It’s 1989 and the Danvers Lady Falcons field hockey team is having another crappy year. So what harm could it do to take a cue from the witches of the city’s past and inscribe their names in a demonic book, especially if it helps you start winning games? With each game getting its own chapter, and each chapter bringing another player and her journey to adulthood to life, Barry’s second novel captures the excitement of a pennant race with the power of a feminist comic novel, notably a comic-steeped-in-the-eighties one.— Daniel Goldin
One of the things I loved about this book is it reads as if one of my best friends is talking. The casual, funny, chatty writing style, liberally dosed with sniping and sarcasm, fits the story perfectly. Set in Danvers, home of the original witch trials, a girl’s losing field hockey team signs itself over to the dark side in order to become a winning team. Hilarity ensues, with loads of action accompanied by occasional moments of soul-searching.— Kay Wosewick
We Ride Upon Sticks is an empowering tribute to the decade of the ‘80s, girlhood, and women of all sorts. The story follows the 1989 varsity girls field hockey team of Danvers High, ready to start another season after an impressively long losing streak. This time, however, they are going to do whatever it takes to get to States - even if it means following in the footsteps of those teen girls that lived in their town three centuries ago by dabbling in a bit of witchcraft. Told from the point of view of all the girls at once with the collective ‘We,’ Barry introduces us to each of these teen girls that signed their name in the devil’s book (which is actually just a spiral notebook with Emilio Estevez on the cover), giving us their hopes, struggles, and reasons for turning to darkness. Except, are dark forces really at work here? Or is it just the ever-constant, ever-changing ordeal of being a woman? Barry expertly weaves a tale with big hair, outrageous fashion, and rocking music without being over-the-top cheesy, giving us a story that every girl and woman has lived through while at the same time being entirely unique.— Margaret Kennedy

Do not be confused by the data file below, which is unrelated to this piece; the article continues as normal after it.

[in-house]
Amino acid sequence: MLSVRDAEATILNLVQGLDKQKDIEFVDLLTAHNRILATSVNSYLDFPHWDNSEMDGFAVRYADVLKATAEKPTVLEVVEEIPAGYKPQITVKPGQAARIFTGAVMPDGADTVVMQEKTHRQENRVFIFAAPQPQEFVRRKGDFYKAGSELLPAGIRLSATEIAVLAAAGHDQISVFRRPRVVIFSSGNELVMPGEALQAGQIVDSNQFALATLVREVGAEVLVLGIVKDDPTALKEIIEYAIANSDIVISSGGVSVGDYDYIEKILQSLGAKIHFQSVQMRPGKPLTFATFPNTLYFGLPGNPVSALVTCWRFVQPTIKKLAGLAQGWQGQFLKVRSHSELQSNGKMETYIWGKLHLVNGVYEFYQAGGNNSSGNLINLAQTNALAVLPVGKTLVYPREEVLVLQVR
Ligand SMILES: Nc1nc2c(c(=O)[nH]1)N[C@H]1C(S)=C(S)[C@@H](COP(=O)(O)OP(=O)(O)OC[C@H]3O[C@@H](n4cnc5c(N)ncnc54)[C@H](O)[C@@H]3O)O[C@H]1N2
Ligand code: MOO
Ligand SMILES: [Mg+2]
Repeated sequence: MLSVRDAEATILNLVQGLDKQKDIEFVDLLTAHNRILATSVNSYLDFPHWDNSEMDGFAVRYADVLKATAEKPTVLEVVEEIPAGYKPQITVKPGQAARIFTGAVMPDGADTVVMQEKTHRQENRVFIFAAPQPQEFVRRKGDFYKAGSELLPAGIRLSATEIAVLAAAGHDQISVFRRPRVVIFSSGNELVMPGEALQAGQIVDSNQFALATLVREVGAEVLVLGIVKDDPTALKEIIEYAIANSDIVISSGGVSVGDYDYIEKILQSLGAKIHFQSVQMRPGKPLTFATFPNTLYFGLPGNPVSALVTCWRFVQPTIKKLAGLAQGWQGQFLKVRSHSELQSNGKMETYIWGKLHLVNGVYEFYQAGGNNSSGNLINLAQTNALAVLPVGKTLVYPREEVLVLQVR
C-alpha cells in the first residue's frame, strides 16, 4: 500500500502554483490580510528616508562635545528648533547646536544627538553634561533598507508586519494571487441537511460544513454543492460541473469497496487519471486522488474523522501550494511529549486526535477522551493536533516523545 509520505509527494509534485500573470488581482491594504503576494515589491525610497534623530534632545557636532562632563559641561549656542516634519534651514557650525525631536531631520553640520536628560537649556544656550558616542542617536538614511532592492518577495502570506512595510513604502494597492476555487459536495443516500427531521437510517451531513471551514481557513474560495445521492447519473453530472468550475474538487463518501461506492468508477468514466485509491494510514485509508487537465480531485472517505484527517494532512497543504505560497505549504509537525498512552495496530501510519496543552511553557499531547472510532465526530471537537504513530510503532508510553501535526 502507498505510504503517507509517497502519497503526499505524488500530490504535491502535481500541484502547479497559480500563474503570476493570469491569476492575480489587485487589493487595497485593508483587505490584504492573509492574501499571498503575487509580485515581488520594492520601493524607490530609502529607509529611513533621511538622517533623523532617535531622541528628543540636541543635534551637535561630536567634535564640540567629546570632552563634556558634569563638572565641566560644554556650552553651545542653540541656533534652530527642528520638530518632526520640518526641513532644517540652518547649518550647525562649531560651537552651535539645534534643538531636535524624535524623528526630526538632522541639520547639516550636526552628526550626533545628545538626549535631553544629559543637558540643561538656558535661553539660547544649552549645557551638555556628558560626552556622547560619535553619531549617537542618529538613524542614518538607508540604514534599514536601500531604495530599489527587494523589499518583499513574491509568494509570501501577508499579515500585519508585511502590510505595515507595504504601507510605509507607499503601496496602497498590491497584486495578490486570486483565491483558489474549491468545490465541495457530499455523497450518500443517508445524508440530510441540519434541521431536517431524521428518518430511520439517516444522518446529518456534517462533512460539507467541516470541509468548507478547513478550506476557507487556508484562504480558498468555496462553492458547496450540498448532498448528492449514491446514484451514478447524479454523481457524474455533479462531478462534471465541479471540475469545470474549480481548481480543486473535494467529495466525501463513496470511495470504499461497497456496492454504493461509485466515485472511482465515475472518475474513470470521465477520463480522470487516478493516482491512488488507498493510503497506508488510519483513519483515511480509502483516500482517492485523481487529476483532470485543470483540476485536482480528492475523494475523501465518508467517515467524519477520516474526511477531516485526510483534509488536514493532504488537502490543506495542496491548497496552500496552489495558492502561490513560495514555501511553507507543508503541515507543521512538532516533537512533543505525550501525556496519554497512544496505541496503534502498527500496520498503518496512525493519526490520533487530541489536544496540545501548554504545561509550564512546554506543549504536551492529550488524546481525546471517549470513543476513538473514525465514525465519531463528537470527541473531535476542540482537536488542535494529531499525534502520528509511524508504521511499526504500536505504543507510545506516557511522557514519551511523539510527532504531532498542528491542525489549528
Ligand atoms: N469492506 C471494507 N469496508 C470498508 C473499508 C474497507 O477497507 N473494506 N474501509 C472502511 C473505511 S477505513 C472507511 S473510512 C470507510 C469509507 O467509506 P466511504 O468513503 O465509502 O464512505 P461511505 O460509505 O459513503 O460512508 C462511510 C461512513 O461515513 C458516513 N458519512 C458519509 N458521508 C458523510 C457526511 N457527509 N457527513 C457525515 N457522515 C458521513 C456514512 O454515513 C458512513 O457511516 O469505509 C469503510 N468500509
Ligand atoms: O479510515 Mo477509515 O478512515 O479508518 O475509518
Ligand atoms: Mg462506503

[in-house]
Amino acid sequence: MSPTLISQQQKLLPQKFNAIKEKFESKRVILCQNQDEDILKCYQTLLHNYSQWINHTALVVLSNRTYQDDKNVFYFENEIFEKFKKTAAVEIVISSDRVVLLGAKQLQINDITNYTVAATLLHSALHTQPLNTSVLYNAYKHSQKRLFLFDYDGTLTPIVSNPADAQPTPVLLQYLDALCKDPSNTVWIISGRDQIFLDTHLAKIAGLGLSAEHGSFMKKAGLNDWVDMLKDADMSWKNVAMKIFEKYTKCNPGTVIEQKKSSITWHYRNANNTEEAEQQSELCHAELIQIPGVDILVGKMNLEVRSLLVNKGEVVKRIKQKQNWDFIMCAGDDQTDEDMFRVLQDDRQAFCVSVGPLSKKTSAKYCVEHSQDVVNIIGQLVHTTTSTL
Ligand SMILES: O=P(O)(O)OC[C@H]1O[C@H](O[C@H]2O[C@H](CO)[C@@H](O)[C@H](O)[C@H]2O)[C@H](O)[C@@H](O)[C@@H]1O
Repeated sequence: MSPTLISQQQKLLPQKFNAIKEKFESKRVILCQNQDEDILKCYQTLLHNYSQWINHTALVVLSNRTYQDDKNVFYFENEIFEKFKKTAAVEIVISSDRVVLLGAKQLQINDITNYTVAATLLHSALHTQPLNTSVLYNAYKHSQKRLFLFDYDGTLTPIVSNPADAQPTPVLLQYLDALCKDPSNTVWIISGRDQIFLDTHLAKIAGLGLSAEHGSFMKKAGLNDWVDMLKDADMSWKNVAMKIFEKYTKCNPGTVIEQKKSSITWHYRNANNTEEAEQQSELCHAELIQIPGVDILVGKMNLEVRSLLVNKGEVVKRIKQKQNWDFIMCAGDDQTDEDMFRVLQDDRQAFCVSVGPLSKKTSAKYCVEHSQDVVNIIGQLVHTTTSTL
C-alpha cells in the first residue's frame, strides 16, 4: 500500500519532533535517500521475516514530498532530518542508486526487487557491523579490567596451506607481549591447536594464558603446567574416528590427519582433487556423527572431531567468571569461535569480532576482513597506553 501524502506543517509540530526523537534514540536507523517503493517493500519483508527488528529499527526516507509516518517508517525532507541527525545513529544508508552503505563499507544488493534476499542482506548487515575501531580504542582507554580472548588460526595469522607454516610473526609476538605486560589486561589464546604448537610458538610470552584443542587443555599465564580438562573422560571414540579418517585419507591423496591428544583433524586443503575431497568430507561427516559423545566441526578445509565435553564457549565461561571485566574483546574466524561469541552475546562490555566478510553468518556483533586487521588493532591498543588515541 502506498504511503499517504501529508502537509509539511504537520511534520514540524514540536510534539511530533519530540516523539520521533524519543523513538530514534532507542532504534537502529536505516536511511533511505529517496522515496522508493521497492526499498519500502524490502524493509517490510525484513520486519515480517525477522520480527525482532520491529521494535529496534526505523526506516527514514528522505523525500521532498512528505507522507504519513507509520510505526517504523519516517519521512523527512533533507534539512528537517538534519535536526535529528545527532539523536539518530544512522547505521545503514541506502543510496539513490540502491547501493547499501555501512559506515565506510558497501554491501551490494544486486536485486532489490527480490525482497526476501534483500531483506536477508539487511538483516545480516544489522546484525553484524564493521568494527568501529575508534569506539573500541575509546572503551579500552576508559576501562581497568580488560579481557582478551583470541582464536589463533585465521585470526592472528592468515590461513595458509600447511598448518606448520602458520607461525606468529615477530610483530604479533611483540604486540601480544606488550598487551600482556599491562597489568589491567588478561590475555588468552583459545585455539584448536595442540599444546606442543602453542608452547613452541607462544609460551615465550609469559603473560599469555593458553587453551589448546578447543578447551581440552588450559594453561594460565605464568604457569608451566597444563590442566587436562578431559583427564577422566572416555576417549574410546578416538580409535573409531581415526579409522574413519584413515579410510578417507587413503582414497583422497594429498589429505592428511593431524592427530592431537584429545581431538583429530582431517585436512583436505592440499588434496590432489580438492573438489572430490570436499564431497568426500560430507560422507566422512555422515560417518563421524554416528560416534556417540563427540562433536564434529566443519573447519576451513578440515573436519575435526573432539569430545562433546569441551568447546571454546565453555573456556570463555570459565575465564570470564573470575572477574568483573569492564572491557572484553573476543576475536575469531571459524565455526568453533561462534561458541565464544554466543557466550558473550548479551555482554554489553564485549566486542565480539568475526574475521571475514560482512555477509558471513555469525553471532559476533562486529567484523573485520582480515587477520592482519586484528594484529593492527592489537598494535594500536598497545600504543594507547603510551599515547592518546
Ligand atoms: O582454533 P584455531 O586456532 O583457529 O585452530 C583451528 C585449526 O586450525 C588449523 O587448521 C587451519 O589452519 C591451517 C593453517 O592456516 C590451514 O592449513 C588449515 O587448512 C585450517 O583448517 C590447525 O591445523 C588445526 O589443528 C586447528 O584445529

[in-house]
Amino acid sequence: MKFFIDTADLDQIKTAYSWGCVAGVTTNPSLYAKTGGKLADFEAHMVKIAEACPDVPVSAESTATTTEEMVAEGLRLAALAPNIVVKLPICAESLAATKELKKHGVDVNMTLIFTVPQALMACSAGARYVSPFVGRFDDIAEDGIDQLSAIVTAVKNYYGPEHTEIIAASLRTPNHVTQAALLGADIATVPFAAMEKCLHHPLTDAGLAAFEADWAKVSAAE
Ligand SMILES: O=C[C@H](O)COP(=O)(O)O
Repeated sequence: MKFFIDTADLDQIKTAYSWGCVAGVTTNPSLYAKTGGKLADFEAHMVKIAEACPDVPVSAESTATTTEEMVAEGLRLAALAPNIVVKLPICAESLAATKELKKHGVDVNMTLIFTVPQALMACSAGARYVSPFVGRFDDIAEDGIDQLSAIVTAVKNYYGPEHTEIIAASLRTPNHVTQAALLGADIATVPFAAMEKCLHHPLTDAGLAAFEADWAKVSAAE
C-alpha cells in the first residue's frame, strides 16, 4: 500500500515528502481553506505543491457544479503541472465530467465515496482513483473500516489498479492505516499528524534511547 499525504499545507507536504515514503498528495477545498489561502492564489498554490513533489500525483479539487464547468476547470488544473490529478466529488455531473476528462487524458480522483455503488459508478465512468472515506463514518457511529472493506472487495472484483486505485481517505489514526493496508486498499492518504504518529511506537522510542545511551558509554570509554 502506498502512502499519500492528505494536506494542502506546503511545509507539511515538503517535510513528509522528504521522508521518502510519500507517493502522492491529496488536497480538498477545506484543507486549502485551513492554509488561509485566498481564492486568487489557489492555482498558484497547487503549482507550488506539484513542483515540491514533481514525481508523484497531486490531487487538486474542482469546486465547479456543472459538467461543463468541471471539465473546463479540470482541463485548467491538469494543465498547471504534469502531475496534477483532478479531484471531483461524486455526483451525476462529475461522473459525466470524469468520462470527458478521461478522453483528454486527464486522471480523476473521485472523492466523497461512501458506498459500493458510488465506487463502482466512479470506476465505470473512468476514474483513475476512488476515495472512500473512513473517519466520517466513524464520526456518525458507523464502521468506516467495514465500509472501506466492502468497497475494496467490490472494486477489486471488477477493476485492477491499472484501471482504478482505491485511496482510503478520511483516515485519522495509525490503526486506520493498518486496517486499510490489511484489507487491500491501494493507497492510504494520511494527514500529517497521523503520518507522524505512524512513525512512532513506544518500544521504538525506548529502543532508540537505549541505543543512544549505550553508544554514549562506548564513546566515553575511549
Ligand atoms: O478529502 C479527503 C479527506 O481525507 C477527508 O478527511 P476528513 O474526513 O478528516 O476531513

March 2020 Indie Next List
“This is such a fun romp! It has everything you could possibly want in a book: field hockey, witches, and ’80s bangs that have literally taken on a life of their own. Set in Salem in the 1980s, we follow a group of high school field hockey players as they struggle with their new dark powers and attempt to end their losing streak. One of the strangest, most satisfying books I have read in a long time!”
— Hillary Smith, Copperfield's Books Calistoga, Calistoga, CA
ONE OF THE BEST BOOKS OF THE YEAR: NPR • TIME • BOOK RIOT • LITHUB • KIRKUS REVIEWS • In the town of Danvers, Massachusetts, home of the original 1692 witch trials, the 1989 Danvers Falcons will do anything to make it to the state finals—even if it means tapping into some devilishly dark powers.
Against a background of irresistible 1980s iconography, Quan Barry expertly weaves together the individual and collective progress of this enchanted team as they storm their way through an unforgettable season.